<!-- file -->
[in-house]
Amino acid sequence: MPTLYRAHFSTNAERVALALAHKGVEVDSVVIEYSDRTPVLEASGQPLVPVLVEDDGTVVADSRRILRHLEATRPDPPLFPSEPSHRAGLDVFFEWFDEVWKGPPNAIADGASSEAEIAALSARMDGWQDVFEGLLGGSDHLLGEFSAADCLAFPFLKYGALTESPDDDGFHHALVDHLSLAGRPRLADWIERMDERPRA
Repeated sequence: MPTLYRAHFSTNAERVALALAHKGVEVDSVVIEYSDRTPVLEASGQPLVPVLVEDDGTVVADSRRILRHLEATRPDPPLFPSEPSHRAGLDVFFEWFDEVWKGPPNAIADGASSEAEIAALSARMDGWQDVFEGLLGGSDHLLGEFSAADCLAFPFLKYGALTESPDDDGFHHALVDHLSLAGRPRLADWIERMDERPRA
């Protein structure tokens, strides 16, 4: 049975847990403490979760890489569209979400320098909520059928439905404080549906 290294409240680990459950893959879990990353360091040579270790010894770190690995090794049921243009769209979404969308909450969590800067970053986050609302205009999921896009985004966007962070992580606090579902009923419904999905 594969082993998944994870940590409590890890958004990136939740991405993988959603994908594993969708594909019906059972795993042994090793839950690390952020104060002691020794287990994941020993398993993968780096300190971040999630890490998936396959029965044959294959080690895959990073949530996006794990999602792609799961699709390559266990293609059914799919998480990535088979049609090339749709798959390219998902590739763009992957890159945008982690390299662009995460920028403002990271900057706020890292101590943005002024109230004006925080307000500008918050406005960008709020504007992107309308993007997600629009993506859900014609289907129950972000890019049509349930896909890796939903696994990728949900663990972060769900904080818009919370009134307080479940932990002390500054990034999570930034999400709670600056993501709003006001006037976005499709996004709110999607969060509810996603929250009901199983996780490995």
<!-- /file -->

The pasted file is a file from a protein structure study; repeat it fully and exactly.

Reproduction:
[in-house]
Amino acid sequence: MPTLYRAHFSTNAERVALALAHKGVEVDSVVIEYSDRTPVLEASGQPLVPVLVEDDGTVVADSRRILRHLEATRPDPPLFPSEPSHRAGLDVFFEWFDEVWKGPPNAIADGASSEAEIAALSARMDGWQDVFEGLLGGSDHLLGEFSAADCLAFPFLKYGALTESPDDDGFHHALVDHLSLAGRPRLADWIERMDERPRA
Repeated sequence: MPTLYRAHFSTNAERVALALAHKGVEVDSVVIEYSDRTPVLEASGQPLVPVLVEDDGTVVADSRRILRHLEATRPDPPLFPSEPSHRAGLDVFFEWFDEVWKGPPNAIADGASSEAEIAALSARMDGWQDVFEGLLGGSDHLLGEFSAADCLAFPFLKYGALTESPDDDGFHHALVDHLSLAGRPRLADWIERMDERPRA
């Protein structure tokens, strides 16, 4: 049975847990403490979760890489569209979400320098909520059928439905404080549906 290294409240680990459950893959879990990353360091040579270790010894770190690995090794049921243009769209979404969308909450969590800067970053986050609302205009999921896009985004966007962070992580606090579902009923419904999905 594969082993998944994870940590409590890890958004990136939740991405993988959603994908594993969708594909019906059972795993042994090793839950690390952020104060002691020794287990994941020993398993993968780096300190971040999630890490998936396959029965044959294959080690895959990073949530996006794990999602792609799961699709390559266990293609059914799919998480990535088979049609090339749709798959390219998902590739763009992957890159945008982690390299662009995460920028403002990271900057706020890292101590943005002024109230004006925080307000500008918050406005960008709020504007992107309308993007997600629009993506859900014609289907129950972000890019049509349930896909890796939903696994990728949900663990972060769900904080818009919370009134307080479940932990002390500054990034999570930034999400709670600056993501709003006001006037976005499709996004709110999607969060509810996603929250009901199983996780490995």